- Fela Kuti
Fela Kuti was a Nigerian musician and human rights activist responsible for pioneering the Afrobeat genre. His music is influenced by the Black Power movement, which he discovered during a brief stay in Los Angeles. After returning to Nigeria, Kuti created a band called the Afrika ’70 as well as a commune, recording studio, and home for people and musicians who identified with his cause called the Kalakuta Republic. Kuti called for Africans to return to their roots and he supported the observance of traditional Yoruban ceremonies. Overall, he called for Africans to embrace traditional African values over the version of society that was handed to them by European colonialists.
Kuti’s militant and black power ideals spread through his incredibly popular music, which gained him unfavorable attention from the Nigerian government. After being first arrested in 1974, Kuti declared that the Kalakuta Republic was not a part of the Nigerian state and people living there weren’t subject to Nigerian law. Kuti aimed to create a society based on African traditions rather than the colonialist Western model. His music protested against government corruption, military brutality, and neocolonialism. After 1974, he was arrested by the Nigerian government numerous times and in 1977 one thousand Nigerian soldiers stormed Kalakuta. The soldiers raped women living there, fatally wounded Kuti’s mother, and burned down the commune, after which Kuti and his followers were exiled to Ghana.
“Imagine Che Guevara and Bob Marley rolled into one person and you get a sense of Nigerian musician and activist Fela Kuti,” said the Herald Sun.
- Victor Jara
Victor Jara is the most famous member of the Chilean “New Song” folk music movement of the late 1960s and early 1970s, which closely paralleled the folk music revival of the 1960s in the U.S. The New Song movement supported the socialist president of Chile Salvador Allende, whose political regime was dedicated to socioeconomic change in a country that was dominated by the mineral industry and the U.S. corporations controlling it. Allende promised to bring the country out from under the thumb of the United States and to more evenly distribute wealth among its citizens. Allende owed much of his victory in a three-party election to the artists of the New Song movement including Jara, who advocated on his behalf, according to author Craig A. Lockard.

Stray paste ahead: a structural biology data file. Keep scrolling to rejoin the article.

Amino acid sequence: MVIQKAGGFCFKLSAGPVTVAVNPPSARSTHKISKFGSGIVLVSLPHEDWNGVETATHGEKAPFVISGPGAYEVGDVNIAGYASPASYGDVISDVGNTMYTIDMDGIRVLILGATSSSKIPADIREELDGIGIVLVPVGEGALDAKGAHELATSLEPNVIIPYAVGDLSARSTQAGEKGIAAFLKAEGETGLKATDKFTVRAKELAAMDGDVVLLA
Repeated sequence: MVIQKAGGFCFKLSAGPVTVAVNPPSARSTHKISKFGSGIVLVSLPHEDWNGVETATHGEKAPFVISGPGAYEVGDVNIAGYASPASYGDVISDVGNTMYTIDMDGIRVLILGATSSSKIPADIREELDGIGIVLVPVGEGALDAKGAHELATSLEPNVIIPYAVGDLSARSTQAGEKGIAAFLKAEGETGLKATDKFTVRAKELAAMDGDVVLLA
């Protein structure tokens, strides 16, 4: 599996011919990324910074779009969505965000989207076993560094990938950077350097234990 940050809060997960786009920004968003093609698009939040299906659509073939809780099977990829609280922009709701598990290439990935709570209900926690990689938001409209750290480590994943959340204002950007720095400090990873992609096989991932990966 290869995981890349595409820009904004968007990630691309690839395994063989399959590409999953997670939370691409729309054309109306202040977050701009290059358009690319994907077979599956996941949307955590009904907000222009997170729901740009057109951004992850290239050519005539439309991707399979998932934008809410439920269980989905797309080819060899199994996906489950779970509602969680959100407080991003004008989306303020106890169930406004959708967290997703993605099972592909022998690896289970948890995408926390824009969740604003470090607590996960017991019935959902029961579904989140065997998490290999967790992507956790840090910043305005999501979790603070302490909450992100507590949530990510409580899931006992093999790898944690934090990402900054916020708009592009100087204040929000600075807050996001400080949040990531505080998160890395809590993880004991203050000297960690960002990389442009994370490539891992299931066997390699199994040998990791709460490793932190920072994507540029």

The Chilean right-wing elites were less than thrilled with Allende’s policies and the U.S. was looking to stamp out any variation of communism anywhere that it could. The Chilean ring-wing backed by the U.S. government staged a military coup on September 11, 1973, during which Allende was killed. An estimated 6,000 supporters of Allende’s government were murdered or disappeared during the coup, and the U.S.-backed military dictatorship that reigned until 1989 saw the burning of books, records, and other subversive art materials.
Since Jara had spoken on in support of Allende on numerous occasions, he was arrested, tortured, and ultimately murdered as the right-wing-sponsored military dictatorship took over Chile. Jara was publicly executed in a sports stadium in Santiago but remained defiant until the end, singing his last song moments before he was killed, according to Victor’s biographer and window Joan Jara.
- Pussy Riot
Pussy Riot is an all-female group of political activists and punk rock band from Russia. The group is known for protesting against Vladimir Putin’s anti-gay and anti-democratic laws. Members of the group were arrested for “hooliganism inspired by religious hatred” after performing a song entitled “Punk Prayer — Mother of God Chase Putin Away,” which they sang inside Moscow’s Cathedral of Christ the Savior. The performance was to protest the Russian Orthodox Church’s support of Putin. After those arrests, the group began to gain a considerable amount of international attention. Many in the West were outraged by Putin’s attempt to suppress free speech and famous musicians including Madonna, Sting, and Paul McCartney have come out in support of the group.
Nadezhda Tolokonnikova and Maria Alyokhina served 21 month sentences and were released from Russian prison at the end of last year. The women believe that part of the reason Putin chose to release them was in order to gain some favorable press for the country in advance of the 2014 Winter Olympics held in Sochi. “We don’t think it was a very successful political stunt. We don’t think it improved the image of Russia, so maybe Putin made a mistake and he should just throw us back in jail,” Tolokonnikova said in an interview with Stephen Colbert.
“When the whole country sees completely innocent people being jailed, and authorities make it very clear that this can happen to absolutely anyone, that of course is going to make a lot of people become more silent,” Tolokonnikova said in an interview with the New York Times. “But not everybody agrees to be silent, and right now our task is to unite those people once again.”